President Bush asks for massive fossil fuel budget increase

President Bush’s FY2008 budget seeks a 33% increase for the Office of Fossil Energy over last year’s request to support improved energy security and rapid development of climate-oriented technology.  It totals $863 million and completes a promise to invest $2 billion in coal technologies three years early.

One of the President’s largest Fossil Energy budgets, the new proposal emphasizes early initiation of an expansion of the Strategic Petroleum Reserve; accelerating the development of technologies to manage and virtually eliminate emissions of the greenhouse gas carbon dioxide from fossil fuel use in power generation and other industrial activity; and moving forward with the design and early work on the FutureGen project to combine in one plant the production of electric power and hydrogen fuel from coal with near-zero atmospheric emissions.  

Fossil Energy’s programs support the President’s top initiatives for energy security, clean air, climate change and coal research. Fossil Energy also supports the Department of Energy’s strategic goal of protecting national and economic security by promoting a diverse supply and delivery of reliable, affordable, and environmentally-sound energy.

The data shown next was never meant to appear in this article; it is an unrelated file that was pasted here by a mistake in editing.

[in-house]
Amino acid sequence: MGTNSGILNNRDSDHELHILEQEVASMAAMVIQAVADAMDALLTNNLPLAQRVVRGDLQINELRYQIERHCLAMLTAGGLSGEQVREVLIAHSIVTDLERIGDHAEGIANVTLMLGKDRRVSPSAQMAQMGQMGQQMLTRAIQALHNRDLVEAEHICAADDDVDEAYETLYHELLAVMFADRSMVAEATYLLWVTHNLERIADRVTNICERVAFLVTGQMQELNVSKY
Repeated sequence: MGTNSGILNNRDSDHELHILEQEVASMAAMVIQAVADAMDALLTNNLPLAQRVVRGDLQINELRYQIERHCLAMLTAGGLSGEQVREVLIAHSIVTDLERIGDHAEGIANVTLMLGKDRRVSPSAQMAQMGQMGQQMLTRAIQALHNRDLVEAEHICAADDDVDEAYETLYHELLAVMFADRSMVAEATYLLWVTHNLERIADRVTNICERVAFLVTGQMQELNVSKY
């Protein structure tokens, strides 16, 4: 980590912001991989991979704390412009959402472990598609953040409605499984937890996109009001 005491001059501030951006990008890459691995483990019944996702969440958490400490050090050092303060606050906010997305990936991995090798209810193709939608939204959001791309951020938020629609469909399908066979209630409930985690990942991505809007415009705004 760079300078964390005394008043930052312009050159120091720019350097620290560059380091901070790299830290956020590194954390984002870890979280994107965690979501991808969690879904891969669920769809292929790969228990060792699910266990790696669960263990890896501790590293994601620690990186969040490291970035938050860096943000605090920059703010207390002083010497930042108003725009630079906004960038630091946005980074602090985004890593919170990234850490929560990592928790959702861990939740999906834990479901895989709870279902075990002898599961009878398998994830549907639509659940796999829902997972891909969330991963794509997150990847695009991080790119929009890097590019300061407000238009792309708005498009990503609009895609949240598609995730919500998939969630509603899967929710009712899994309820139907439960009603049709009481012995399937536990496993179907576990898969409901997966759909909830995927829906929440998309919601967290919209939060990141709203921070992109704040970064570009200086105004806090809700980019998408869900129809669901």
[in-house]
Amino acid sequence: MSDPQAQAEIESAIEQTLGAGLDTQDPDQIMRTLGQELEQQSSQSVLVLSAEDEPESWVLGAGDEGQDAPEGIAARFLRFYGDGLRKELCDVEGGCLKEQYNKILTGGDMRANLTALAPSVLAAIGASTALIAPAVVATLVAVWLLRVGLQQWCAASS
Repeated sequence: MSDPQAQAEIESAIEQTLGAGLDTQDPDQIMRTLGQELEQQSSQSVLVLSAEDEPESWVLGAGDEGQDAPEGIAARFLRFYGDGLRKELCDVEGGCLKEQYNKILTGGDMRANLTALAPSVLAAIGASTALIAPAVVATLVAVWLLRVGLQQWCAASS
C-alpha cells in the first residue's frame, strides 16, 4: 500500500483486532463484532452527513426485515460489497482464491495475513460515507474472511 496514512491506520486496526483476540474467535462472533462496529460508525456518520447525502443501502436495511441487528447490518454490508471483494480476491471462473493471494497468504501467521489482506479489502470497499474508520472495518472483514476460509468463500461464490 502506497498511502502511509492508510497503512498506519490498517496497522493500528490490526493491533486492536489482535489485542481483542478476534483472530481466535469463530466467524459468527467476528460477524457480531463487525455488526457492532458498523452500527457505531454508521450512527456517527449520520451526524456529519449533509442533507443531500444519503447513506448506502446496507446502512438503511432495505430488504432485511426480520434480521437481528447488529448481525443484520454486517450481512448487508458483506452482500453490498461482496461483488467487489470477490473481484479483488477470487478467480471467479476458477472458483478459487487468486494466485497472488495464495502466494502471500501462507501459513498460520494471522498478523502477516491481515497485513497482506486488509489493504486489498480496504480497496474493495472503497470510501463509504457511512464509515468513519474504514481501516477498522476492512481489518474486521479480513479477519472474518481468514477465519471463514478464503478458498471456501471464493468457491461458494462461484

Specifically, FY 2008 Fossil Energy programs are to:

  • Manage and perform energy-related research that reduces market barriers to the reliable, efficient, and environmentally sound use of fossil fuels for power generation and conversion to other fuels such as hydrogen
  • Partner with industry and others to advance clean and efficient fossil energy technologies toward commercialization
  • Double the current capacity of the Strategic Petroleum Reserve to 1.5 billion barrels by 2027 – an insurance policy in the event of a severe supply disruption.

The goal of the President’s Coal Research Initiative is to research, develop and demonstrate technologies that will improve the competitiveness and utility of domestic coal in future energy markets. Coal represents more than 90% of US fossil energy reserves, and the Administration strongly supports it as an important component of a balanced national energy portfolio. As a candidate in 2000, the President pledged to invest $2 billion over 10 years in developing technologies for its expanded, environmentally responsible use. The current request fulfills the promise.